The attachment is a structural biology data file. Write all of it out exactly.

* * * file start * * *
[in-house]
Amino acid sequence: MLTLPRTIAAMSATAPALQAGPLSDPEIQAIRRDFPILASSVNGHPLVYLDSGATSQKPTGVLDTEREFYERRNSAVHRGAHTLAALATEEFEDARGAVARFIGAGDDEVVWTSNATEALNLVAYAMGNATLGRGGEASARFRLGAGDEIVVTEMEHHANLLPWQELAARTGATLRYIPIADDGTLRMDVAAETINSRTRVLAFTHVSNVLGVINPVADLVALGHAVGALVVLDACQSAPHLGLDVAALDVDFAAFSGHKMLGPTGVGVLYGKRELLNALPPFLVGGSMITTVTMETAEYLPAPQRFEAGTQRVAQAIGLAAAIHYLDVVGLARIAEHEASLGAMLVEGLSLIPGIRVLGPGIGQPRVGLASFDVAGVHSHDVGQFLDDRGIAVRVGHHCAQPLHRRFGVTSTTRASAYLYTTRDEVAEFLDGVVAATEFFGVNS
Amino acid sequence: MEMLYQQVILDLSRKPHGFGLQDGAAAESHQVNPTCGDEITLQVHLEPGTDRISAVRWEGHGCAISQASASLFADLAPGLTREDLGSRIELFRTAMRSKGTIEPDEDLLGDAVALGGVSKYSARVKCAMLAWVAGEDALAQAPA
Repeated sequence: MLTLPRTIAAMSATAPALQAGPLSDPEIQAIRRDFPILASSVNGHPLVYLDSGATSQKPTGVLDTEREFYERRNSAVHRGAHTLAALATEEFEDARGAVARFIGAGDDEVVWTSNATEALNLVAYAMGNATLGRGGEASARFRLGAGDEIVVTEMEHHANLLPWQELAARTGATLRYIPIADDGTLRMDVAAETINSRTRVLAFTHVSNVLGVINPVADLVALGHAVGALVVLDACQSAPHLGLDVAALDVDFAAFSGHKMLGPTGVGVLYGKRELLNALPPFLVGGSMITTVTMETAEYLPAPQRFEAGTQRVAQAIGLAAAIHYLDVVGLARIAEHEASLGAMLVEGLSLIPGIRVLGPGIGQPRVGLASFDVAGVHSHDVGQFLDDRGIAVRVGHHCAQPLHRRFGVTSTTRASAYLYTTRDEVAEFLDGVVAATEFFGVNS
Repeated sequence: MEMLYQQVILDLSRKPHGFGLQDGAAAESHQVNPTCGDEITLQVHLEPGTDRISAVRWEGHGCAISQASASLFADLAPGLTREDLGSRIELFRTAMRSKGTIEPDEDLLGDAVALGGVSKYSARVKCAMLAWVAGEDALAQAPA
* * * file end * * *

[in-house]
Amino acid sequence: MLTLPRTIAAMSATAPALQAGPLSDPEIQAIRRDFPILASSVNGHPLVYLDSGATSQKPTGVLDTEREFYERRNSAVHRGAHTLAALATEEFEDARGAVARFIGAGDDEVVWTSNATEALNLVAYAMGNATLGRGGEASARFRLGAGDEIVVTEMEHHANLLPWQELAARTGATLRYIPIADDGTLRMDVAAETINSRTRVLAFTHVSNVLGVINPVADLVALGHAVGALVVLDACQSAPHLGLDVAALDVDFAAFSGHKMLGPTGVGVLYGKRELLNALPPFLVGGSMITTVTMETAEYLPAPQRFEAGTQRVAQAIGLAAAIHYLDVVGLARIAEHEASLGAMLVEGLSLIPGIRVLGPGIGQPRVGLASFDVAGVHSHDVGQFLDDRGIAVRVGHHCAQPLHRRFGVTSTTRASAYLYTTRDEVAEFLDGVVAATEFFGVNS
Amino acid sequence: MEMLYQQVILDLSRKPHGFGLQDGAAAESHQVNPTCGDEITLQVHLEPGTDRISAVRWEGHGCAISQASASLFADLAPGLTREDLGSRIELFRTAMRSKGTIEPDEDLLGDAVALGGVSKYSARVKCAMLAWVAGEDALAQAPA
Repeated sequence: MLTLPRTIAAMSATAPALQAGPLSDPEIQAIRRDFPILASSVNGHPLVYLDSGATSQKPTGVLDTEREFYERRNSAVHRGAHTLAALATEEFEDARGAVARFIGAGDDEVVWTSNATEALNLVAYAMGNATLGRGGEASARFRLGAGDEIVVTEMEHHANLLPWQELAARTGATLRYIPIADDGTLRMDVAAETINSRTRVLAFTHVSNVLGVINPVADLVALGHAVGALVVLDACQSAPHLGLDVAALDVDFAAFSGHKMLGPTGVGVLYGKRELLNALPPFLVGGSMITTVTMETAEYLPAPQRFEAGTQRVAQAIGLAAAIHYLDVVGLARIAEHEASLGAMLVEGLSLIPGIRVLGPGIGQPRVGLASFDVAGVHSHDVGQFLDDRGIAVRVGHHCAQPLHRRFGVTSTTRASAYLYTTRDEVAEFLDGVVAATEFFGVNS
Repeated sequence: MEMLYQQVILDLSRKPHGFGLQDGAAAESHQVNPTCGDEITLQVHLEPGTDRISAVRWEGHGCAISQASASLFADLAPGLTREDLGSRIELFRTAMRSKGTIEPDEDLLGDAVALGGVSKYSARVKCAMLAWVAGEDALAQAPA